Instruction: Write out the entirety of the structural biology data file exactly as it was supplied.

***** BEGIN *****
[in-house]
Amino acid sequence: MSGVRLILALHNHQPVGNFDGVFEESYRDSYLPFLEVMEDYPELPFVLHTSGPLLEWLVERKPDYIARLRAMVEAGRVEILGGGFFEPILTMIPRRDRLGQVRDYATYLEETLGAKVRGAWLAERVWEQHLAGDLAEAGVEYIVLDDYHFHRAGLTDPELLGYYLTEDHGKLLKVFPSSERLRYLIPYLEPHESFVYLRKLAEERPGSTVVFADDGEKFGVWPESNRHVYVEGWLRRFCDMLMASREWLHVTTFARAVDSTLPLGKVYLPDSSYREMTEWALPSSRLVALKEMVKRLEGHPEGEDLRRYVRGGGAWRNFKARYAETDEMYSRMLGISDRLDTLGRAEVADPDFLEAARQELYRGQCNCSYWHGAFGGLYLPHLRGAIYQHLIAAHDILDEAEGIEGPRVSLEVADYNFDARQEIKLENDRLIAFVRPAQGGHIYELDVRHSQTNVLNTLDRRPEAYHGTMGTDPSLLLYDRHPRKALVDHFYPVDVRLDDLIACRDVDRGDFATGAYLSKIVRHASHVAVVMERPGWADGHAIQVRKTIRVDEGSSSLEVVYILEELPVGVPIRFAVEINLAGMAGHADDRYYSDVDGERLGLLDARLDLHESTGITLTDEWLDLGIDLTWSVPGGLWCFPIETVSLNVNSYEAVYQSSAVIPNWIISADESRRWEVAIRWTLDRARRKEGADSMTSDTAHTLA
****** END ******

[in-house]
Amino acid sequence: MSGVRLILALHNHQPVGNFDGVFEESYRDSYLPFLEVMEDYPELPFVLHTSGPLLEWLVERKPDYIARLRAMVEAGRVEILGGGFFEPILTMIPRRDRLGQVRDYATYLEETLGAKVRGAWLAERVWEQHLAGDLAEAGVEYIVLDDYHFHRAGLTDPELLGYYLTEDHGKLLKVFPSSERLRYLIPYLEPHESFVYLRKLAEERPGSTVVFADDGEKFGVWPESNRHVYVEGWLRRFCDMLMASREWLHVTTFARAVDSTLPLGKVYLPDSSYREMTEWALPSSRLVALKEMVKRLEGHPEGEDLRRYVRGGGAWRNFKARYAETDEMYSRMLGISDRLDTLGRAEVADPDFLEAARQELYRGQCNCSYWHGAFGGLYLPHLRGAIYQHLIAAHDILDEAEGIEGPRVSLEVADYNFDARQEIKLENDRLIAFVRPAQGGHIYELDVRHSQTNVLNTLDRRPEAYHGTMGTDPSLLLYDRHPRKALVDHFYPVDVRLDDLIACRDVDRGDFATGAYLSKIVRHASHVAVVMERPGWADGHAIQVRKTIRVDEGSSSLEVVYILEELPVGVPIRFAVEINLAGMAGHADDRYYSDVDGERLGLLDARLDLHESTGITLTDEWLDLGIDLTWSVPGGLWCFPIETVSLNVNSYEAVYQSSAVIPNWIISADESRRWEVAIRWTLDRARRKEGADSMTSDTAHTLA